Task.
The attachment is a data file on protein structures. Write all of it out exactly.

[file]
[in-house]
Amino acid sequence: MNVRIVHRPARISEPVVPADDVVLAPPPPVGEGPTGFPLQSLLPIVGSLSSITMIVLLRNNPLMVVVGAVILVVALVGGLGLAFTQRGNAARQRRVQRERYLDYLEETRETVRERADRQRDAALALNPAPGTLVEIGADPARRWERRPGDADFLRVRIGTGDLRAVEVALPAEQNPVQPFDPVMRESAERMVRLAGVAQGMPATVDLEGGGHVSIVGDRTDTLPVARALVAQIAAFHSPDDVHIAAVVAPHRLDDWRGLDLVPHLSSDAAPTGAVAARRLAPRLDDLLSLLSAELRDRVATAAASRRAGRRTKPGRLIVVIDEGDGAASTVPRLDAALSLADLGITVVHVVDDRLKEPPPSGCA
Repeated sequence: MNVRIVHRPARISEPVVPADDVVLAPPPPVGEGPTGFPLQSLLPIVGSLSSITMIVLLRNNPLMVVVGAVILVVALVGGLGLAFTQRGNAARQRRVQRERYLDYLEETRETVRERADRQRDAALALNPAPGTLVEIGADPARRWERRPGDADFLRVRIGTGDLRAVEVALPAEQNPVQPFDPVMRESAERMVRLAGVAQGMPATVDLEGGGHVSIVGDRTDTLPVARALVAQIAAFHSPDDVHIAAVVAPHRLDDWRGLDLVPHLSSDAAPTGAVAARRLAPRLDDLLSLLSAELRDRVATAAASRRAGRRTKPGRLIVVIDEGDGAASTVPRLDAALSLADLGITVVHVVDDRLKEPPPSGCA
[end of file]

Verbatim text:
[in-house]
Amino acid sequence: MNVRIVHRPARISEPVVPADDVVLAPPPPVGEGPTGFPLQSLLPIVGSLSSITMIVLLRNNPLMVVVGAVILVVALVGGLGLAFTQRGNAARQRRVQRERYLDYLEETRETVRERADRQRDAALALNPAPGTLVEIGADPARRWERRPGDADFLRVRIGTGDLRAVEVALPAEQNPVQPFDPVMRESAERMVRLAGVAQGMPATVDLEGGGHVSIVGDRTDTLPVARALVAQIAAFHSPDDVHIAAVVAPHRLDDWRGLDLVPHLSSDAAPTGAVAARRLAPRLDDLLSLLSAELRDRVATAAASRRAGRRTKPGRLIVVIDEGDGAASTVPRLDAALSLADLGITVVHVVDDRLKEPPPSGCA
Repeated sequence: MNVRIVHRPARISEPVVPADDVVLAPPPPVGEGPTGFPLQSLLPIVGSLSSITMIVLLRNNPLMVVVGAVILVVALVGGLGLAFTQRGNAARQRRVQRERYLDYLEETRETVRERADRQRDAALALNPAPGTLVEIGADPARRWERRPGDADFLRVRIGTGDLRAVEVALPAEQNPVQPFDPVMRESAERMVRLAGVAQGMPATVDLEGGGHVSIVGDRTDTLPVARALVAQIAAFHSPDDVHIAAVVAPHRLDDWRGLDLVPHLSSDAAPTGAVAARRLAPRLDDLLSLLSAELRDRVATAAASRRAGRRTKPGRLIVVIDEGDGAASTVPRLDAALSLADLGITVVHVVDDRLKEPPPSGCA